Fire, fire. That's where I came from, you know. That, and a wealthy man who loved his town.
He had me built in 1871, this Brattleboro man. George J. Brooks. Word was he'd come back home to Vermont after selling enough dry goods in San Francisco to supply the entire California Gold Rush.
Who knows what homesickness meant then, the Civil War still bleeding through its sutures, money and people flying like upset swallows, all the nests turned upside down. The railroad pounded alongside the Connecticut River then. New England workers pounded out shoes and guns in factories, and we all drank milk from our own cows, or from farms just up the road.
These were boom days, flush times, harsh and
Whatever it was, Brooks came back all lit to build, with money to burn. In 1869, a massive fire charred a swath of Main Street to the ground. He bought that land in 1870, and I was built on the ruins of an inn and a carriage house, among other gone buildings.
I was large. I was grand. I changed Brattleboro. How could I not? I was a famous hotel five stories high, rising to 175 feet at my tallest point. I had a two-story
How do I describe to you those days when I was new? I know you don't care, not really. I know for decades now I have been old and invisible, my "Hotel Brooks" sign disappearing beneath its own familiarity. Besides, even from the beginning, it seems, people called me Brooks House, as if I were a mere tavern for railroad vagrants.
But I was a hotel. I was Brattleboro's own New York. Edith Wharton would have thought me charming and corrupt, though my provincial nature saved me from spiritual devastation. I was built to survive.
The parties, though. Imagine: 50 ladies and their black-coated gentlemen gathered in the ballroom for a dance in 1896. I was just 15 years old. Mrs. C. M. C. Richardson was there, resplendent in heliotrope silk with black lace and velvet to match. And Miss Maud Essex, provoking the bachelors (and alarming her mother) with her white satin decollete with gold braid and violets.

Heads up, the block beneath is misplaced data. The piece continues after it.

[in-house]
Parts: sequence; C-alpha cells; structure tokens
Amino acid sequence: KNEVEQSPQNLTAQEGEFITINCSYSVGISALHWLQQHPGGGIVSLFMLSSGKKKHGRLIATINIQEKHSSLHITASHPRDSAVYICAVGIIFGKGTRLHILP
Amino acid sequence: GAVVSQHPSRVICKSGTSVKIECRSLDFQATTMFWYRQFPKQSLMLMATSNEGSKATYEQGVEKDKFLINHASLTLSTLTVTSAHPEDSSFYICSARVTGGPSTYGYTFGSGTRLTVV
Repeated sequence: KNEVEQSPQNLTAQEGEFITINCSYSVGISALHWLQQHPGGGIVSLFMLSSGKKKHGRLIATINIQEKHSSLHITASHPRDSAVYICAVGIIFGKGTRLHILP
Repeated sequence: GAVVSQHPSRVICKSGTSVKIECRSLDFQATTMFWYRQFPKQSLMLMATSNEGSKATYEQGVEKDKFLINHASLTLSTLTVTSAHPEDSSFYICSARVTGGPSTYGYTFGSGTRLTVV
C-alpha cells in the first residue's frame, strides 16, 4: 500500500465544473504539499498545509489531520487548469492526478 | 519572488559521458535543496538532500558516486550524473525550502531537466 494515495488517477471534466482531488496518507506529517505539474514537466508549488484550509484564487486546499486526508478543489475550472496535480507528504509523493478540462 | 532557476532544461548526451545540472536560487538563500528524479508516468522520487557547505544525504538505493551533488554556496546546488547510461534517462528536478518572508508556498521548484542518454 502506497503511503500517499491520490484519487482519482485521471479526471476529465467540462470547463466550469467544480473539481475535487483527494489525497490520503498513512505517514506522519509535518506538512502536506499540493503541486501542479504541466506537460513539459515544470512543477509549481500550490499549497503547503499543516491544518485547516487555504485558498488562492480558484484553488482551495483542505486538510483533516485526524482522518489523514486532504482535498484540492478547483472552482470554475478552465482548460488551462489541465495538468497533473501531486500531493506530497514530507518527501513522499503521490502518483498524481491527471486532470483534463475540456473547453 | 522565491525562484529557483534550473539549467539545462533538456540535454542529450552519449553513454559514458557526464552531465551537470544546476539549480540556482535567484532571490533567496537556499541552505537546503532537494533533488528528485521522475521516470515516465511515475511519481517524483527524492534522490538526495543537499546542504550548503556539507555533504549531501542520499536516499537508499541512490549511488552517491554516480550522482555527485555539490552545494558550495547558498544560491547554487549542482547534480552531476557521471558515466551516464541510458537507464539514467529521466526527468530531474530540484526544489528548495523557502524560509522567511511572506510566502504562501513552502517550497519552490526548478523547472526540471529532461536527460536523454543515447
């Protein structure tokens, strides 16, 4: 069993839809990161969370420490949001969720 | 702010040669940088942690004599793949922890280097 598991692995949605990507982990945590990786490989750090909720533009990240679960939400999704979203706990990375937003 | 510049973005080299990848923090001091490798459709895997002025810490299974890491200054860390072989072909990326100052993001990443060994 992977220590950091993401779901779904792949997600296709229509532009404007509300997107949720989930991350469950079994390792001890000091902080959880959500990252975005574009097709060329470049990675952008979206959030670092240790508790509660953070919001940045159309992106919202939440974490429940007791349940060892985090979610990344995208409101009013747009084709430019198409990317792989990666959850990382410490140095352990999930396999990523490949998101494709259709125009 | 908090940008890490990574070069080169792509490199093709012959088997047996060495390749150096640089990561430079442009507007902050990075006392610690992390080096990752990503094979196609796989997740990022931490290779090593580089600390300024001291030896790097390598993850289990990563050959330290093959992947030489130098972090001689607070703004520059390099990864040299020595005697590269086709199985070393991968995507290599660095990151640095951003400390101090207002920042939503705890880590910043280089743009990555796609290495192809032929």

The satin, the dotted Swiss muslin, the white figured silk. Miss Eddy of Rutland wore chiffon pearls. Mrs. W. H. Childs shone in pink cashmere.
They gasped at the ropes of smilax looping up from the reception hall table to the chandelier above. They sipped lemonade beneath a bower of laurel and evergreen. They danced beneath Japanese lanterns to the strains of an orchestra. The Windham County Reformer, in an excellent bit of local reporting, called it Perhaps the Prettiest Party Brattleboro Ever Saw.
The automobile did me in, I think. I was a railroad beauty, but the new motels caught the motorist's eye. Brattleboro changed so fast around me -- one minute horses and ice sawed from the pond, the next parking meters and cornbread made from a box. I watched my old friends die; I watched the farmers
I was not surprised when those rooms were stripped and remade in the image of the new century. I didn't mind when the verandah was torn down to make way for the shops that settled into my first floor. I accepted the music, the smoke and liquor in my basement. I was here now to hold Brattleboro as it trod uncertain days.
I held on. I held tenants, radio stations, students, the old and young. I held a bookstore. I held a bank. I held watches and rugs. I held eyeglasses and tie-dye and Christmas ornaments and dried lavender stalks in barrels by a storefront door.
The town held on.
Did you notice me all those years? I was simply Brattleboro, no more remarkable than the river or the streets. I could have dozed into slow decline.
Then the fire. Oh, the flames. I cried and sang, goodbye, goodbye, then let all of me go.
Who am I now? Who are we now, my town?
Men and women walk my halls and paint me with their dreams. Stores again, first floor. Colleges, maybe on the second. Residents above. A market? A cafe? A dance hall for elegant nights?
All that striving life. So much work. My bumptious, hopeful Brattleboro rich again, caring for its own. This is what I miss.
I come from fire a second time, because I love my town.
Becky Karush is a regular contributor to the Reformer. To suggest people for this column, write to her at email@example.com.